For the coming model year, the reintroduced Insight will occupy the third rung of the brand’s car portfolio, above the Fit and Civic, but below Accord. Thanks to a pre-Detroit auto show release, we now have a better idea of what’s going on inside the new Insight, as well as under the hood.
Sitting at the summit of the Honda vehicle range is the Acura NSX — a complex, advanced hybrid two-seater that goes like stink but can’t seem to find many takers. At the bottom, at least until 2014 models dried up sometime in 2015, was the Insight.
Ah, the Insight. The model best remembered as the teardrop-shaped two-seater that gave North America its first taste of hybrid motoring in December 1999 was soon eclipsed in sales by the Toyota Prius. Its main rival never looked back.
After a four-year gap, a second-generation Insight powered back onto the hybrid scene for the 2010 model year. Boasting room for five passengers and a significantly lower fuel economy rating, the follow-up Insight didn’t sent Honda’s sales charts aflame. Volume in 2010 was one-seventh that of the Prius, dropping quickly thereafter.
With a third-generation 2019 model on the way, Honda seems determined to mimic The Little Engine That Could. It’s a bigger and better Insight, the company claims, but will the third time be a charm?
I have a brother with a mechanically-healthy 2001 Toyota Camry LE four-cylinder automatic. I’m estimating it has about 180,000 miles now. He uses that car everyday — extensively on the job, and for visits to family members out of state. Mileage is piling up fast. He does have the car regularly maintained — mechanically — through a local independent technician who he trusts. Cosmetically, the car gets occasional self service, pressure-wand-and-foam-brush washes, but that’s it.
Here’s the problem: he’s a hoarder, and his car is suffering for it.
More than two years after American Honda last produced meaningful sales volume with its first Insight, a second Insight arrived to tackle the Toyota Prius head-on.
Only it didn’t, because it couldn’t.
The Insight’s death was reported here at the end of last month. There was no accompanying shock, surprise or horror.
Though it has competed with a much lower base MSRP than the core Prius model, the Insight is a 42 mpg car fighting against the hybrid, a 50 mpg Prius.
Since we started out this week with a relatively late-model Junkyard Find, I’m going to jump into the 21st century and share the first Honda Insight I’ve ever found in a high-inventory-turnover, self-service wrecking yard. I’ve seen a few thoroughly stripped early Priuses and didn’t think they were worth photographing, but the tiny two-seater first-gen Insight made the Prius look like a fuel-swilling pig and that makes it a much more interesting car to me. 61 highway miles per gallon, all sorts of advanced aluminum components, and a coefficient of drag of just 0.25… and yet this one couldn’t stay clear of The Crusher.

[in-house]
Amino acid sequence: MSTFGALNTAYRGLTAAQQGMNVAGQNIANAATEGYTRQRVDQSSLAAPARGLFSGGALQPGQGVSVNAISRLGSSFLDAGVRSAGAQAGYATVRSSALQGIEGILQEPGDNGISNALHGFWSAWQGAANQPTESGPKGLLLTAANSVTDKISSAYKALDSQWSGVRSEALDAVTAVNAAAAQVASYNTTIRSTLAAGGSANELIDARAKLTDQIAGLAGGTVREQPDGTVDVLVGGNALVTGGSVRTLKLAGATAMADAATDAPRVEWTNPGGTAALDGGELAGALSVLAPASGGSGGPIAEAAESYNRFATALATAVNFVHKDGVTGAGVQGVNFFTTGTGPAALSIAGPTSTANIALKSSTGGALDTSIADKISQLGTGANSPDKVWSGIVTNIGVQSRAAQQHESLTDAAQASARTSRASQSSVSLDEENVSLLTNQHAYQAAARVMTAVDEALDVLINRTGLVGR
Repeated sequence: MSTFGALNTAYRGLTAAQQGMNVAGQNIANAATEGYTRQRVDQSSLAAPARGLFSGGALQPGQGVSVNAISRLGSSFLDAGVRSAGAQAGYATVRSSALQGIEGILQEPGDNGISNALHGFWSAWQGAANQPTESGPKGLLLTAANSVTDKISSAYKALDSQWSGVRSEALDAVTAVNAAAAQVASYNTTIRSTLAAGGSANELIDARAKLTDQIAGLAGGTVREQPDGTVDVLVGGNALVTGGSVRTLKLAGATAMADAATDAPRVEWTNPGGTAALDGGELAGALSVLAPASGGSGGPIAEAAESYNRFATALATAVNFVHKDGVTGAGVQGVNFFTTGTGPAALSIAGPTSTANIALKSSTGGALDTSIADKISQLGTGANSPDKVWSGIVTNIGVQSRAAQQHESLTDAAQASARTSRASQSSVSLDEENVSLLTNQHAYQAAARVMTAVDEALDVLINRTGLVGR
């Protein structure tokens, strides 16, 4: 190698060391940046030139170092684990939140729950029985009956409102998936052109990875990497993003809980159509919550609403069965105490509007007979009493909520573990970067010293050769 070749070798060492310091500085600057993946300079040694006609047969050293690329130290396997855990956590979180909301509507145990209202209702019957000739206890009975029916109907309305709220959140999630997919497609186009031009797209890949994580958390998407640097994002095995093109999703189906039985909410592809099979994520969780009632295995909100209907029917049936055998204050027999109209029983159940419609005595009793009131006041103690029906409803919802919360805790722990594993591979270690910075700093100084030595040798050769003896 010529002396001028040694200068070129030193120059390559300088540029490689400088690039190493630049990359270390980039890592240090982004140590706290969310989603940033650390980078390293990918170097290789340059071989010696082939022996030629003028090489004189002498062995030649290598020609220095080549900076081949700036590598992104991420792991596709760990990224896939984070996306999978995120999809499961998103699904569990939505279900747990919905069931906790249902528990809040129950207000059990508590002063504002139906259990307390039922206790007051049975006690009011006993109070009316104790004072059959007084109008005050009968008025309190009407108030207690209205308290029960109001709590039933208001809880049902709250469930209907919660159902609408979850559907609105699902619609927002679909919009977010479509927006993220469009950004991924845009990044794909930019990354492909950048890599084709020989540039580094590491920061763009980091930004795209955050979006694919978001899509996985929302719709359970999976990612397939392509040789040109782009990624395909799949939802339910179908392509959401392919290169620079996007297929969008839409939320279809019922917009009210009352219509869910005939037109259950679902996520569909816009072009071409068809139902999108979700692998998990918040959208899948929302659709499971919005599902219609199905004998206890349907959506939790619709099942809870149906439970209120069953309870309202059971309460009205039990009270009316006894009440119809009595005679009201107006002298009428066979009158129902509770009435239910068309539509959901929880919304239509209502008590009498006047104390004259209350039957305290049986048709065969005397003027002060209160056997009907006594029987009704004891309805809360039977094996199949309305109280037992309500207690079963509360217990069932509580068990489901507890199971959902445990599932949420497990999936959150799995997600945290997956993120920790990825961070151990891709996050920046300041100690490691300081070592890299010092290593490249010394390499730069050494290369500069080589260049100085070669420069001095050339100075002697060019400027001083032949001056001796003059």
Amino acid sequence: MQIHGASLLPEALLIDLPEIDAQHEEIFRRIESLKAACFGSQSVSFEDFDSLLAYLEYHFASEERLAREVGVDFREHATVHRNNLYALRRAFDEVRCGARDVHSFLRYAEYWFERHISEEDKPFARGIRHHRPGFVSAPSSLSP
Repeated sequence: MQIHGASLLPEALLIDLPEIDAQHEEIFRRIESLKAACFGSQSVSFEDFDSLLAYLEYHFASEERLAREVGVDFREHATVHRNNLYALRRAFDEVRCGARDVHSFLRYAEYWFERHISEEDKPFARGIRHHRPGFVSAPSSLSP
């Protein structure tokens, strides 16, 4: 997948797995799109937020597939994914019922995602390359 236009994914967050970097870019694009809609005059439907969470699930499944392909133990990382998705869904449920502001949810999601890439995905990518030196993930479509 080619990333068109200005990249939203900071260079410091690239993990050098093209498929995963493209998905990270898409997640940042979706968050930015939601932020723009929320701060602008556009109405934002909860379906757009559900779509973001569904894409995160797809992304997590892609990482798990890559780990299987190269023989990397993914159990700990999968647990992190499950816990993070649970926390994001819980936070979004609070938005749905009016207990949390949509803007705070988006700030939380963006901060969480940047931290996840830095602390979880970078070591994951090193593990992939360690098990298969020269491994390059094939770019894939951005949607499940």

One dollar of depreciation in four years.
Fifty-five miles per gallon.
Forty-eight thousand miles.
I may have very well owned the cheapest car in America a few years ago. Back in 2009, I bought a 2001 Honda Insight with 145,000 miles for all of $4001 at an auction. After four years and with 193,000 miles, I sold it last year for exactly $4000.
That’s all well and good, but let’s face it folks. I’m in the car business. Plus, a first generation Honda Insight is pretty much a cheat when it comes to cheap cars. It was designed with stingy bastards like me in mind who use the edge of the technological envelope instead of individual ingenuity and improvisation.
That Insight was a cheap car… but definitely not a beater. Why? Too much money and too few stories about personal travels and other unique mayhem. To me, a beater is a concept that has far more to do with the owners than the actual car.
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- Jwee I think it is short sighted and detrimental to the brand. The company should be generous to its locked-in user base, treating them as a resource, not a revenue stream.This is what builds any good relationship, generosity to the other partner. Apple does with their products. My iPhone is 5 years old, but I keep getting the latest and greatest updates for free, which makes me feel valued as a customer and adds actual value. When it is time for a new phone, Apple past treatment towards me certainly plays into my decisions (as did BMW's - so long subscription extracting pigs, its been a great 20 years). Imagine how much good will and love (and good press) Polestar would get from their user base if they gave them all a "68 fresh horses" update overnight, for free. Brand loyalty would soar (provided their car is capable).
- ToolGuy If I had some space I would offer $800 and let the vehicle sit at my place as is. Then when anyone ever asked me, "Have you ever considered owning a VW?" I would say "Yes."
- ToolGuy In the example in the linked article an automated parking spot costs roughly 3% of the purchase price of the property. If I were buying such a property, I would likely purchase two parking spots to go with it, and I'm being completely serious.(Speaking of ownership vs. subscription, the $150 monthly maintenance fee would torque me off a lot more than the initial acquisition cost.)
- ToolGuy "which will be returned as refunds to citizens of the state" - kind of like the Alaska Permanent Fund? Make the amount high enough and I will gladly move to California to take advantage (my family came close to moving there when I was a teen, and oodles of people have moved from CA to my state, so I'm happy to return the favor).Note to California: You probably do not want me as a citizen.
- ToolGuy Nice torque figure.